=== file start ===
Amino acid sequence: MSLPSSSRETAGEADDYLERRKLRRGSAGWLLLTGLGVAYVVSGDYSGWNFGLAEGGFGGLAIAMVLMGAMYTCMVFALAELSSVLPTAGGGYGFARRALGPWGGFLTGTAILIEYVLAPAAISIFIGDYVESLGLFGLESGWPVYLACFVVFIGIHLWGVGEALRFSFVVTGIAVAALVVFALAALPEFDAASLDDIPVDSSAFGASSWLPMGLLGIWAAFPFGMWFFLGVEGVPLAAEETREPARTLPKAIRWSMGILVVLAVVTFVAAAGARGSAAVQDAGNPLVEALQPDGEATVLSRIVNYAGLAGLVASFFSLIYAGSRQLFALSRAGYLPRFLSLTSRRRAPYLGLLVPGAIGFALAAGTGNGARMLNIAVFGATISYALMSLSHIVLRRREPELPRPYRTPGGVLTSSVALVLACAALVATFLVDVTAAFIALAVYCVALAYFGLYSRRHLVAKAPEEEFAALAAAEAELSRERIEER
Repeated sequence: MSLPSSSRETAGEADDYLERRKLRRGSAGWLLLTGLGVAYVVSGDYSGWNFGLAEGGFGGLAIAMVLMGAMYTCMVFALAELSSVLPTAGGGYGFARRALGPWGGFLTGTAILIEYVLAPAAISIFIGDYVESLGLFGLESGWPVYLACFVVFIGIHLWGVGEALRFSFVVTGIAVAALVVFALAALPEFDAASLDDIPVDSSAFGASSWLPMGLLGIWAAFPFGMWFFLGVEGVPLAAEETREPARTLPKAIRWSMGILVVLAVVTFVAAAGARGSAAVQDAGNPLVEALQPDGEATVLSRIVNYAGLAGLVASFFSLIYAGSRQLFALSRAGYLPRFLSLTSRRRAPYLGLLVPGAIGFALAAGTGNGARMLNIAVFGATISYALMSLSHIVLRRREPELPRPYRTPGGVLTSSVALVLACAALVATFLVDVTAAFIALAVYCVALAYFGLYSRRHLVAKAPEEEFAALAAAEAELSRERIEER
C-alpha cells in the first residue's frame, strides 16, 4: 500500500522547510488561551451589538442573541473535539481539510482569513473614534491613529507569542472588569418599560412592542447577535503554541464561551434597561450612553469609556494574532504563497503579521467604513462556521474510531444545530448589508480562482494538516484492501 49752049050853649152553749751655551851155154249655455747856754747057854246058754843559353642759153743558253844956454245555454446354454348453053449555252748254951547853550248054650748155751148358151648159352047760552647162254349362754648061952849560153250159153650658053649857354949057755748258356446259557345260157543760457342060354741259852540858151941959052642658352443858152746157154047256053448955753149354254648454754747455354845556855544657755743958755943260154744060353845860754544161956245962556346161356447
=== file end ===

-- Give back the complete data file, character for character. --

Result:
Amino acid sequence: MSLPSSSRETAGEADDYLERRKLRRGSAGWLLLTGLGVAYVVSGDYSGWNFGLAEGGFGGLAIAMVLMGAMYTCMVFALAELSSVLPTAGGGYGFARRALGPWGGFLTGTAILIEYVLAPAAISIFIGDYVESLGLFGLESGWPVYLACFVVFIGIHLWGVGEALRFSFVVTGIAVAALVVFALAALPEFDAASLDDIPVDSSAFGASSWLPMGLLGIWAAFPFGMWFFLGVEGVPLAAEETREPARTLPKAIRWSMGILVVLAVVTFVAAAGARGSAAVQDAGNPLVEALQPDGEATVLSRIVNYAGLAGLVASFFSLIYAGSRQLFALSRAGYLPRFLSLTSRRRAPYLGLLVPGAIGFALAAGTGNGARMLNIAVFGATISYALMSLSHIVLRRREPELPRPYRTPGGVLTSSVALVLACAALVATFLVDVTAAFIALAVYCVALAYFGLYSRRHLVAKAPEEEFAALAAAEAELSRERIEER
Repeated sequence: MSLPSSSRETAGEADDYLERRKLRRGSAGWLLLTGLGVAYVVSGDYSGWNFGLAEGGFGGLAIAMVLMGAMYTCMVFALAELSSVLPTAGGGYGFARRALGPWGGFLTGTAILIEYVLAPAAISIFIGDYVESLGLFGLESGWPVYLACFVVFIGIHLWGVGEALRFSFVVTGIAVAALVVFALAALPEFDAASLDDIPVDSSAFGASSWLPMGLLGIWAAFPFGMWFFLGVEGVPLAAEETREPARTLPKAIRWSMGILVVLAVVTFVAAAGARGSAAVQDAGNPLVEALQPDGEATVLSRIVNYAGLAGLVASFFSLIYAGSRQLFALSRAGYLPRFLSLTSRRRAPYLGLLVPGAIGFALAAGTGNGARMLNIAVFGATISYALMSLSHIVLRRREPELPRPYRTPGGVLTSSVALVLACAALVATFLVDVTAAFIALAVYCVALAYFGLYSRRHLVAKAPEEEFAALAAAEAELSRERIEER
C-alpha cells in the first residue's frame, strides 16, 4: 500500500522547510488561551451589538442573541473535539481539510482569513473614534491613529507569542472588569418599560412592542447577535503554541464561551434597561450612553469609556494574532504563497503579521467604513462556521474510531444545530448589508480562482494538516484492501 49752049050853649152553749751655551851155154249655455747856754747057854246058754843559353642759153743558253844956454245555454446354454348453053449555252748254951547853550248054650748155751148358151648159352047760552647162254349362754648061952849560153250159153650658053649857354949057755748258356446259557345260157543760457342060354741259852540858151941959052642658352443858152746157154047256053448955753149354254648454754747455354845556855544657755743958755943260154744060353845860754544161956245962556346161356447